Tax Implications of the COVID-19 Response: Corporate Residency and POEM

[Manjri Singh and Vijayaditya Reddy are IV year students at NALSAR University of Law]

The public health emergency caused by the corona virus pandemic has plunged the world into uncertain times. In order to ensure continuation of business in such an environment, video conferencing and other remote options are the only possibilities for conducting corporate meetings. For example, the Ministry of Corporate Affairs released different notices and circulars that would guide companies during these times. This includes a notification on board meetings, which provides that the requirement of physical presence of directors under section 173(2) of the Companies Act, 2013 read with rule 4 of the Companies (Meetings of Board and its Powers) Rules, 2014 would be relaxed, and video-conferencing and audio visual means could be employed for key commercial decision making. Although this would not apply to foreign companies, it is representative of the new mode of undertaking business management.

Due to the reliance placed on virtual means, there is an inadvertent impact of the tax residency status of corporations, which is to be assessed on a yearly basis. Section 6(3) of the Income Tax Act, 1961 provides that a company is a resident in India if it is an Indian company (i.e. incorporated in India), or its place of effective management (POEM) in that year, is India. The explanation to the sub-section states that POEM refers to the place where key management and commercial decisions that are necessary for the conduct of the business are made. The implication of being a resident of India is that global income becomes chargeable to tax in India by virtue of section 5(1) of the Income Tax Act. This test is used to determine the residency of a company that has not been incorporated in India.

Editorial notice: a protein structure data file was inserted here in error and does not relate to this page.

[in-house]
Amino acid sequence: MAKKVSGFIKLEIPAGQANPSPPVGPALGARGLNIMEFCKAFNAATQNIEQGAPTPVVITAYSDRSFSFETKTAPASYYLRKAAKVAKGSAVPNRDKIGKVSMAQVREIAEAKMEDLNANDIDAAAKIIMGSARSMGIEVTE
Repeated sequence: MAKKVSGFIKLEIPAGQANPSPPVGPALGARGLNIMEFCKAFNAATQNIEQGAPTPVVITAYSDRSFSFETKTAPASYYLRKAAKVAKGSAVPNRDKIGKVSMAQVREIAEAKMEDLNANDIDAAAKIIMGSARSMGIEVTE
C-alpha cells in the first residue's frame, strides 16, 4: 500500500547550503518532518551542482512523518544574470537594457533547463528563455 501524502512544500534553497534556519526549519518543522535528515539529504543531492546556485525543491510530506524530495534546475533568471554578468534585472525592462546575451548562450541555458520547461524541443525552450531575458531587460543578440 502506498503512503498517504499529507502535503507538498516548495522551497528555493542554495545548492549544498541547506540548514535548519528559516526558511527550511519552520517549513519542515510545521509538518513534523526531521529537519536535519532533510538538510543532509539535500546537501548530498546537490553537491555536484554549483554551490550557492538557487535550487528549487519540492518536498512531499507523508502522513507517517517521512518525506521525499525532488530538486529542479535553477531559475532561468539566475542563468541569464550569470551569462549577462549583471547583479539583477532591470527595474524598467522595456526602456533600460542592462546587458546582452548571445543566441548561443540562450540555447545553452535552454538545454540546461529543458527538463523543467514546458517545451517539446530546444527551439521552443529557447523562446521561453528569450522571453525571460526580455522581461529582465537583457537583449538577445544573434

The Ministry of Finance on 24 January 2017 issued a Circular on the Guiding Principles for determining the POEM of a Company. The working of the test is as follows. Companies incorporated in a foreign jurisdiction are classified as having active business outside India (ABOI) or not having active business outside India. The Circular provides the criteria for such determination. Relevant to this post, it is important to note that for companies that have active business outside India, the POEM is presumed to be outside India if majority of the meetings of the board of directors is held outside India (Guideline 7). There is no further guidance if the location of the meetings is not ascertainable, but the presumption may still operate.

For companies not engaged in active business outside India, the identification of people taking the key commercial decisions and the place where these decisions are being made assume significance (Guideline 8). It also provides that the place of taking decisions weighs over the place where these decisions are implemented. In the case of both companies engaged in active business in India, and not in India, it is evident that the physical place of commercial decision making is the most pertinent factor. It is this physical conducting of decision making that is rendered difficult by the pandemic and will have an impact on the determination of residency.